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Next Gen Ford Super Duty Burns in Public, Melts Like Aluminum

Reports flooded the internet this morning that a next generation Ford F Series Super Duty pickup prototype test truck had caught fire and literally burned to the ground – and that the result of the towering inferno was melting action that suggest that the Super Duty will use similar aluminum panels to those used on the 2015 F150.


Earlier this morning, a friend in the industry wrote me and asked if I had heard about the new Ford Super Duty test truck that had caught fire during testing. I had not – but reports soon flooded the internet with images showing what is very clearly a next generation Ford Super Duty all camouflaged up for test duties on fire. Not a little bit on fire – like towering inferno on fire.

The mainstream media jumps on a story like that because any time a popular vehicle like a Ford pickup catches fire, it stirs up conversations about vehicles being unsafe or whatever other nonsensical problems are trumped up by big media as a result of the fire. This Ford Super Duty catching fire doesn’t tell us anything, as we don’t know what kind of crazy tests that truck had been put through before catching fire and the component at fault could be a part that isn’t included on a production vehicle. However, some media outlets will turn this into a big deal for the same reason that some people watch NASCAR for the wrecks.

I don’t care about the fact that a Ford test truck caught fire – I care about how that Ford truck melted as it burned.

The Burning Ford Super Duty Turned to Liquid
According to sources that covered this fire when the news broke this morning, the Ford Super Duty body was reduced to droplets of molten metal. When a vehicle burns, it does not burn hot enough to melt the steel bodies so while things like the roof and the hood might soften and twist around the pile, a burning steel car or truck doesn’t literally melt. When a steel truck burns, there is still truck left when the fire burns out. On the other hand, if you have ever seen a vehicle with aluminum construction burn, it turns into a pool of metal. Aluminum has a much lower melting point so the heat of a burning vehicle is intense enough to literally turn the softer alloy into liquid.

In the case of the burning next gen Ford Super Duty, the entire body melted away as the truck smoked, burned, exploded and smoldered…leaving behind only the strongest steel in the body. Based on the massive level of carnage, I would speculate that the vast majority of the F250/F350 body is comprised of some high strength, lightweight aluminum alloy.

The Next Gen Super Duty Could Shave Even More Weight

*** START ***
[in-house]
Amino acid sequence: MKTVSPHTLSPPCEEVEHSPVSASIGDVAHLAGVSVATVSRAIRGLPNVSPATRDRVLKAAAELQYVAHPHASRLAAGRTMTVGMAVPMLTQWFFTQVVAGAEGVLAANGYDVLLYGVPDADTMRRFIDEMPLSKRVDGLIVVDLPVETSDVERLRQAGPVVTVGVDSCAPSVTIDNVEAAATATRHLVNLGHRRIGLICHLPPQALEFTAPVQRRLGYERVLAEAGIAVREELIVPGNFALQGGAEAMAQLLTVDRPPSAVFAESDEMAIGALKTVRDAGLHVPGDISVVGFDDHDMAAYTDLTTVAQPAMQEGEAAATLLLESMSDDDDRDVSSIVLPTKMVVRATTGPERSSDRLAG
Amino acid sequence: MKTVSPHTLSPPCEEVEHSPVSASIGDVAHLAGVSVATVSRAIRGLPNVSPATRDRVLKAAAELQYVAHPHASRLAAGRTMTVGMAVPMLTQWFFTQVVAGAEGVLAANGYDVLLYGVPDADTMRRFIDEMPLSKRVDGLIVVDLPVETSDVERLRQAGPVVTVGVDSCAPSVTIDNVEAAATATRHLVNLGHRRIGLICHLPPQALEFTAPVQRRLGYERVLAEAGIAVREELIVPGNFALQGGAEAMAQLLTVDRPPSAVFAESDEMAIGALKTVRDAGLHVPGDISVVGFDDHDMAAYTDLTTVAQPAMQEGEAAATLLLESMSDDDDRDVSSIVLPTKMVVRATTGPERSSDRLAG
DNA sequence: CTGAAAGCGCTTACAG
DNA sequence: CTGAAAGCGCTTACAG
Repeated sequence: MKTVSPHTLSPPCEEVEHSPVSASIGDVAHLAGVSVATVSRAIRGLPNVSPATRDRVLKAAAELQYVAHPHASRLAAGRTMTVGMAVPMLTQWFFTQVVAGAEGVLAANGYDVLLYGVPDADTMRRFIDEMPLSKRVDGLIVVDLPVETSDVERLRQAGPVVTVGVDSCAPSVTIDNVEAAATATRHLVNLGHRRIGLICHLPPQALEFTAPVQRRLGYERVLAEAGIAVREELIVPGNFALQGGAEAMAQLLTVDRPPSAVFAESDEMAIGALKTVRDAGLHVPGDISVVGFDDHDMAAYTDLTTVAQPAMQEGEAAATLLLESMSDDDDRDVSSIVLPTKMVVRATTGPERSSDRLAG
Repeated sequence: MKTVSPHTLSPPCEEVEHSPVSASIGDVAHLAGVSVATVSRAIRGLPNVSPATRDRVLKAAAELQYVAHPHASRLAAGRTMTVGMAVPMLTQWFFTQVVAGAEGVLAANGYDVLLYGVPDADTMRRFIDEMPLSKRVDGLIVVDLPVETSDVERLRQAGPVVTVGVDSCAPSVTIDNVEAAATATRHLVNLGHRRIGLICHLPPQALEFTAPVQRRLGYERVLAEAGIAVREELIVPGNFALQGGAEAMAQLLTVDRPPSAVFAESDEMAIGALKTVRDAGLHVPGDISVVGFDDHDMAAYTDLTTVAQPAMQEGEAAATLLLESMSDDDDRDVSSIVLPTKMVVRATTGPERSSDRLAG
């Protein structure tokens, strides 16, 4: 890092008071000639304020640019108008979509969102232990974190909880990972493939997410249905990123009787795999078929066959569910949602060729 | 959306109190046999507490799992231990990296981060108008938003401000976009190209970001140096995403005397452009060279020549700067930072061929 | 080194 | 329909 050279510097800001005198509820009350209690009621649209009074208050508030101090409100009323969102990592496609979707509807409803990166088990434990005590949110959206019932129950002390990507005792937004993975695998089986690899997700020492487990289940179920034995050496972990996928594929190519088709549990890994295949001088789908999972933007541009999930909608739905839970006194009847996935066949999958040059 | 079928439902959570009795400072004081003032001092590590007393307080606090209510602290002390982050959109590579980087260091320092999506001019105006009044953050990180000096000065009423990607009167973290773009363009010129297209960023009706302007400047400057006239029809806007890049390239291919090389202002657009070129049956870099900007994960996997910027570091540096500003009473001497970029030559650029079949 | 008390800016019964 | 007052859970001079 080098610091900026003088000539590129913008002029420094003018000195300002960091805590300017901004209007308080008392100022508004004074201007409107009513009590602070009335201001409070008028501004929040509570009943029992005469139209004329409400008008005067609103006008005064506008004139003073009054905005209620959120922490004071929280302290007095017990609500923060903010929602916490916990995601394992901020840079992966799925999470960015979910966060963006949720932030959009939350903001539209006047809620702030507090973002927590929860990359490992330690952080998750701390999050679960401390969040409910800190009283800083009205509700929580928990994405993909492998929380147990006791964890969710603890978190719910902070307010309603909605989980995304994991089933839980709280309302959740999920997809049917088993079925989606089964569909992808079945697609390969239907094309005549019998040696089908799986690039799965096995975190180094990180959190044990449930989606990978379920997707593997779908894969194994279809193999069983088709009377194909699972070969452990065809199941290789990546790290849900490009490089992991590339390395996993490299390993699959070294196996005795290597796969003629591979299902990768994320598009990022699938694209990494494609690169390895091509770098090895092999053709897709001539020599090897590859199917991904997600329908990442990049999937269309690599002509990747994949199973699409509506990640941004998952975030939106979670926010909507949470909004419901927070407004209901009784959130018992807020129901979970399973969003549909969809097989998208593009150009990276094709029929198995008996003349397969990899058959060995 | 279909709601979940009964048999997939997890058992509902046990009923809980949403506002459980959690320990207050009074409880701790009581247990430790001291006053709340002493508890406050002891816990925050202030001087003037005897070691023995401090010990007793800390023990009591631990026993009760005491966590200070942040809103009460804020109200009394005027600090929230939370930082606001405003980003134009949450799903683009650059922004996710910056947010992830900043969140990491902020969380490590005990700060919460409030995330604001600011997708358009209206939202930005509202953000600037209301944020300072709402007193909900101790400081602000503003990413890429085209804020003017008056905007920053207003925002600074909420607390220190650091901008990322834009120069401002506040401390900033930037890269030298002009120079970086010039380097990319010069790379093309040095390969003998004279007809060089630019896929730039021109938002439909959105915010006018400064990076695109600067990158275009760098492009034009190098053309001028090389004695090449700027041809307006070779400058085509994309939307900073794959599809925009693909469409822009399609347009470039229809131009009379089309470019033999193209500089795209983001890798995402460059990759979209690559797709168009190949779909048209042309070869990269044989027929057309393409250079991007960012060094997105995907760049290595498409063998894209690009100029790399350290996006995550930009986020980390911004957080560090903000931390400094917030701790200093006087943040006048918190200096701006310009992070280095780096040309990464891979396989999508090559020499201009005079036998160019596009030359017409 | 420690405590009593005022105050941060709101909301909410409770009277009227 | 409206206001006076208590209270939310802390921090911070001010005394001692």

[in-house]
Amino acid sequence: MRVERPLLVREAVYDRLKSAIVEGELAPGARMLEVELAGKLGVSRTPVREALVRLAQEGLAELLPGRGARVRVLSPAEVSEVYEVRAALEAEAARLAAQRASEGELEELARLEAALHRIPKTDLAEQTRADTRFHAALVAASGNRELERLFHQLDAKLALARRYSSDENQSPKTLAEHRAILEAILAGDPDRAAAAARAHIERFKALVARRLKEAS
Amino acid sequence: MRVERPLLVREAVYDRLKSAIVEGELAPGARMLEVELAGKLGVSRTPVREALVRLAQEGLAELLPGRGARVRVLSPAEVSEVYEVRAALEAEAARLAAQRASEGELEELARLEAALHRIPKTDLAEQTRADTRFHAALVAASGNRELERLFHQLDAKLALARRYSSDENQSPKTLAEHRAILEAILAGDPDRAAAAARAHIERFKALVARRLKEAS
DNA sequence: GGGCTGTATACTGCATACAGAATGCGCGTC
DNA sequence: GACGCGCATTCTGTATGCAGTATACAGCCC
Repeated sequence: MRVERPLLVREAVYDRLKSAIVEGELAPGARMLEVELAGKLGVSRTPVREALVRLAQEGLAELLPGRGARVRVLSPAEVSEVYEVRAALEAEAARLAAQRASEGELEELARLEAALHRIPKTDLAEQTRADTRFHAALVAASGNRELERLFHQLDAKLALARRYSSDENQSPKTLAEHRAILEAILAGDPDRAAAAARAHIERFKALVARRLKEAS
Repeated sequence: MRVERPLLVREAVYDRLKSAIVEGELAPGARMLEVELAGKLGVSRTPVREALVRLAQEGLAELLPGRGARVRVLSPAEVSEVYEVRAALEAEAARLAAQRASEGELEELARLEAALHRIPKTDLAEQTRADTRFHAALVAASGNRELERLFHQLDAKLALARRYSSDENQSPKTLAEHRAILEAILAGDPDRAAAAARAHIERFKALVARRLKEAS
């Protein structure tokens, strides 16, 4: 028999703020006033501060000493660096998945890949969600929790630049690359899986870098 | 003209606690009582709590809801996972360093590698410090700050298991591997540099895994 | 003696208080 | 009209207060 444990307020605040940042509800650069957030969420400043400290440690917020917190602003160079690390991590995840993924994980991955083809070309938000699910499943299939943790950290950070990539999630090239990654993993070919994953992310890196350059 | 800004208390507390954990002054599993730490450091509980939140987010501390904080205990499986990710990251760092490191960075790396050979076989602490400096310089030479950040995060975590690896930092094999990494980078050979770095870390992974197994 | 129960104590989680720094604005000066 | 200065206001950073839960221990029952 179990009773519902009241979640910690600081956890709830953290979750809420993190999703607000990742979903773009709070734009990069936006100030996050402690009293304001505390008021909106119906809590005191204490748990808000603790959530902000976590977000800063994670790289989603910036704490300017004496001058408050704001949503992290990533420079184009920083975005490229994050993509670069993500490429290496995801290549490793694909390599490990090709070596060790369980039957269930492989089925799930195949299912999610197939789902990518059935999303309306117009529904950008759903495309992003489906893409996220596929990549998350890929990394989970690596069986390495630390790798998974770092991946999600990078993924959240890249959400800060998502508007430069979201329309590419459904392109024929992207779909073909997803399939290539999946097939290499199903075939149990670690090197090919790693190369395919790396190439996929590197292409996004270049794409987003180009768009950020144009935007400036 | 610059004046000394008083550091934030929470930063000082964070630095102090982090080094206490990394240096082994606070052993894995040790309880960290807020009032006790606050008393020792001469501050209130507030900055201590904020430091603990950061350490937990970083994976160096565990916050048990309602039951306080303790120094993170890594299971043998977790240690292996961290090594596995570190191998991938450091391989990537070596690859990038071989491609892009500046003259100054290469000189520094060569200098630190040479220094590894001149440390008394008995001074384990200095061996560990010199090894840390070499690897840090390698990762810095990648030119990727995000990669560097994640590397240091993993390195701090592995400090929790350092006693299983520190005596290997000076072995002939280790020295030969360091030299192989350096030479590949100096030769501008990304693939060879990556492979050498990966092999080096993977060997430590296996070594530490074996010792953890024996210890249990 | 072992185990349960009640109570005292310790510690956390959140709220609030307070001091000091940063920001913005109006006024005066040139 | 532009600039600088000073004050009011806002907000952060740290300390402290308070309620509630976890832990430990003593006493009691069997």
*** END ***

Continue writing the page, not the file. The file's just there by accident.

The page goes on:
Should Ford Motor Company use the aluminum from the 2015 F150 across the rest of the truck lineup, the next generation Super Duty could shave some very serious weight. The Super Duty trucks are bigger than the F150 so even if everything else remains the same, the larger truck with more aluminum replacing steel could drop more weight than the smaller half ton pickup. For example, if the 2015 Ford F150 Super Crew dropped over 700 pounds through the use of aluminum, the bigger Super Duty could cut closer to 1,000 pounds.

The problem with cutting a half ton from the next gen Ford Super Duty is that in the world of heavy duty commercial towing, having a truck that weighs too little can prove to be a disadvantage in some cases. While removing weight from the Super Duty will allow it to do more work, make better use of the available power and offer better fuel economy – when towing 30,000+ pounds, you want to have some weight in your tow vehicle to avoid having your load pull you around. Because of that, Ford will have to balance the ongoing effort to cut weight with the need of having a certain amount of weight to keep pulling a big, heavy load safe.

I should point out in closing that no one was hurt in the Ford Super Duty prototype fire, but the truck was obviously a total loss. The truck was reduced to pretty much nothing and while some outlets will make this out to be a huge ordeal – there is no way of knowing what was being done to this truck when the fire began. This fire happened in Death Valley so we know that it happened in one of the hottest, driest places in the country. This area is generally used for torture testing so we can guess that this truck was being submitted to some very harsh testing when it caught fire. Ultimately, an incident like this allows Ford to prevent this kind of problem from happening while in the hands of a private owner.

Source: Autoblog